Full size version is only available to registered users

Please Register as a New User or Login as Existing User to gain full access to all the photos on this site. Registration is quick and completely free.
Unregistered users can only view full size photos that have been added this month.

Nineteen Teams on El Capitan
© Dan Arkle, Sep 2008
5*VOTING: number of votes 81
Login as Existing User
to rate this photo.

User Comments

As dusk falls in Yosemite, you can see how many people are on the wall at a glance. The lights gradually blink out; you can imaging the last few having an epic trying to find a ledge or sort themselves out. Twenty minute exposure time.
Dan Arkle - 21/Oct/08
Nice one Dan. really original type of shot
Jon Griffith - 22/Oct/08
Great photo. Dont usually comment on pics but really like this one.
Are you sure its not just a another night time speed ascent by Hubers!!
SiWood - 22/Oct/08
Thanks, Was thinking about the logistics of a night-time ascent, the photo would be brill if they could do it in less than 4 hrs. Another way of approaching these night shots is to do hrs of 20 sec exposures and then combine them in software. This reduces the noise as well as allowing longer exposures.
Dan Arkle - 23/Oct/08
Yea quirky but cool ! Wish I had taken it !!! I`m not really a photographer, but 20 min exposure dont seem long enough to achieve such a blah ! what I really want to know is how did you get that effect with the stars ! sorry for being so ignorant I`m learning :)
mr mills - 23/Oct/08
Another great shot, well done. Definitely the most creative gallery on the site! How did you get the star effect, was ir really just one exposure?
Mike421 - 23/Oct/08
Thanks for your kind comments. As the earth rotates, the stars appear to move in the sky. If the exposure is long enough this movement can be captured. You need to make sure the camera is kept absolutely still by using a tripod and remote shutter release. As the earths axis of rotation is North -South, stars closer to the pole will appear to move much less than those nearer the equator. Unfortunately I missed the Pole Star on this one, which would have remained still as it is due north. Long exposure is difficult on digital cameras as the sensors produce random noise. This was a single exposure of 20min, which you can check by working out how what fraction of a circle any star covers, as a full circle would take 24hrs.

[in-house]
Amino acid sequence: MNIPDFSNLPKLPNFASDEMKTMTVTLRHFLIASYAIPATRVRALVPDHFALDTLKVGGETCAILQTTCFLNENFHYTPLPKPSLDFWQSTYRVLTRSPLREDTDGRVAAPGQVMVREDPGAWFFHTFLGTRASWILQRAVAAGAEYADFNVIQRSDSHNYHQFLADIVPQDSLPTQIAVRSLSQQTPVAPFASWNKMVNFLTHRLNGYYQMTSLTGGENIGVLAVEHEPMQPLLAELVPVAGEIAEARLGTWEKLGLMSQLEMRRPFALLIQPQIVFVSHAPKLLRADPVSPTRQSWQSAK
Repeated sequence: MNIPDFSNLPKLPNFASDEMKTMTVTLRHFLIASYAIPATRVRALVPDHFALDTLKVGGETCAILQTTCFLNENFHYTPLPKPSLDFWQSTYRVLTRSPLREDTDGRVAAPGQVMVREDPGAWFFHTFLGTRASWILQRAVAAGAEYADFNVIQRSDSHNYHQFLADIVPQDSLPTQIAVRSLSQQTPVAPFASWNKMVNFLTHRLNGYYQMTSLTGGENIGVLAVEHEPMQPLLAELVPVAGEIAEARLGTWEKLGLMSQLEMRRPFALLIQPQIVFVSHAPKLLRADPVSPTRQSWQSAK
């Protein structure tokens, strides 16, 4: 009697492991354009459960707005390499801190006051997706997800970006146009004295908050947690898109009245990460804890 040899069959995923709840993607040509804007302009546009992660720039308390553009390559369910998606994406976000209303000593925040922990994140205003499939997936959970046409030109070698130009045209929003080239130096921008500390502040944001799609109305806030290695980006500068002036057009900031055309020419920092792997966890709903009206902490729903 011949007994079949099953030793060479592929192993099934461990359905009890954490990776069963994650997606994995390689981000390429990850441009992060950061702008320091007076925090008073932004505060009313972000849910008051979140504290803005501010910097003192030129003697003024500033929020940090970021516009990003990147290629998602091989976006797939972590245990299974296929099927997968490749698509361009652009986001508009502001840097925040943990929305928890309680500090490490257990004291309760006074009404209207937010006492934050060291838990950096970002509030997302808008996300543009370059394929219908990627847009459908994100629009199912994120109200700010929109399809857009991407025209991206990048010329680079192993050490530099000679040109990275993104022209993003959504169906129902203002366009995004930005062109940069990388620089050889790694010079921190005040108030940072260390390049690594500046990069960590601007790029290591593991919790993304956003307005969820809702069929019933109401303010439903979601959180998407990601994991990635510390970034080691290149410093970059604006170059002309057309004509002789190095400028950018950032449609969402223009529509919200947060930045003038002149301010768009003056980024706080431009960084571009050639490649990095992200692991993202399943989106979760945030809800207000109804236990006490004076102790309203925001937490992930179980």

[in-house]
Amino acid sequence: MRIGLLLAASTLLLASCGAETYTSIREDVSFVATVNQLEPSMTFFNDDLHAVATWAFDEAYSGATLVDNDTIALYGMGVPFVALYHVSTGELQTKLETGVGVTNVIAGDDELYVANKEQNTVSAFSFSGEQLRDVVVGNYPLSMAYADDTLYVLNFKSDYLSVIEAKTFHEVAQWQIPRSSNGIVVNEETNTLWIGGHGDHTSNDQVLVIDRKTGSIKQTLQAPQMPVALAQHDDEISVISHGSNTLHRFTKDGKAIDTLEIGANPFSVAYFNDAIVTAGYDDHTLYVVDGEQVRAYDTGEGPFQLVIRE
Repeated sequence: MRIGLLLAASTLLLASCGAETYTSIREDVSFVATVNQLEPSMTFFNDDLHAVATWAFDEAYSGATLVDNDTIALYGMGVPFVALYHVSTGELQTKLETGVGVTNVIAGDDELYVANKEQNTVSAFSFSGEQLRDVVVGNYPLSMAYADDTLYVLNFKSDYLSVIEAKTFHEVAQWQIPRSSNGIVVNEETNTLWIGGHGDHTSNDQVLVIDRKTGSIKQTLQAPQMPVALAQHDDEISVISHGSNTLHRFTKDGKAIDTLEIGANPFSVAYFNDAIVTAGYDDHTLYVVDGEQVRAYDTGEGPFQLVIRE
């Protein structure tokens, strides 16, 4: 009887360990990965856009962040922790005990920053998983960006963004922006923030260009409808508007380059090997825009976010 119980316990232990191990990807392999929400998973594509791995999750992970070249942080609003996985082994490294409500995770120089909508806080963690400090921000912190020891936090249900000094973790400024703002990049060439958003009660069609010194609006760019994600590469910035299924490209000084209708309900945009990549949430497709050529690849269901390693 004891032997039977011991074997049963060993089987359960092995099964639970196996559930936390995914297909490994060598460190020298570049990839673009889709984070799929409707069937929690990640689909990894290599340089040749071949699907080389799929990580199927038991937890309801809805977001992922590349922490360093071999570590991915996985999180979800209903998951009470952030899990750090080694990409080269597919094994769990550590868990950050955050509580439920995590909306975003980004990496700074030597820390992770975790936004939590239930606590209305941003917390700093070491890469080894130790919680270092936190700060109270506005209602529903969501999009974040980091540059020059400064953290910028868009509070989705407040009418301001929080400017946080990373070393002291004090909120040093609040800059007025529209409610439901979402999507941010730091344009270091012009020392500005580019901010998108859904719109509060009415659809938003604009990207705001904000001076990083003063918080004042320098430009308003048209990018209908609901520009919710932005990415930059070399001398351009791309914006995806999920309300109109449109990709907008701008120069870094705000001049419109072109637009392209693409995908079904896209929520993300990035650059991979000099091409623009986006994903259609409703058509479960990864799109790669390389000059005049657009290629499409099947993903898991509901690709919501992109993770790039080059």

Dan Arkle - 23/Oct/08
Stunning image, from lots of different respects - well done!
TRNovice - 26/Oct/08
Polaris... Looks like our world points towards the top of El Cap
Terry James Walker - 28/Oct/08
Congratulations! This photo was chosen as Photo of the Week, based on votes by registered users over the past 7 days.
UKC Photos - 02/Nov/08
Dan, Great photo, can you confirm the date you took it? If it was the 22nd Sept thats me on camp 6!! We did have a few teams behind us...
Sandstone Stickman - 06/Nov/08
Sandstone Stickman, it was 8.50pm on 22nd Sept, so it was you!
Dan Arkle - 07/Nov/08
The line of headtorches on the Nose of El Cap reminds me of the Bonatti Pillar on the Petit Dru in its heyday, as a very popular route above Chamonix in the French Alps. Through the 70's and 80's each evening during the summer, the 'Christmas Tree' effect was quite remarkable. Sadly, that route in the main, has collapsed in recent years.
climbright - 07/Nov/08
Excellent Shot really impressive I love night photography, can I be cheeky and ask what ISO you used and at what Aperture?
NHensman - 11/Nov/08
ISO 200, f/13, 1203secs, 10-17mm Tokina Fisheye @10mm (corrected to rectilinear in PS) on a Canon 450D. Using f/2.8-4 at iso 400 seems to be the most reccomended way to approach these, I'm still very new to it and its difficult to practice near Sheffield with all the light pollution. I also highly reccomend the Cleon 5 radio remote, works brilliantly for 20.
Dan Arkle - 11/Nov/08
Login as Existing User to add your comments
This picture is copyright. If you want to reproduce or otherwise re-use it, please email the photographer direct via their user profile. Photo added October 21 2008.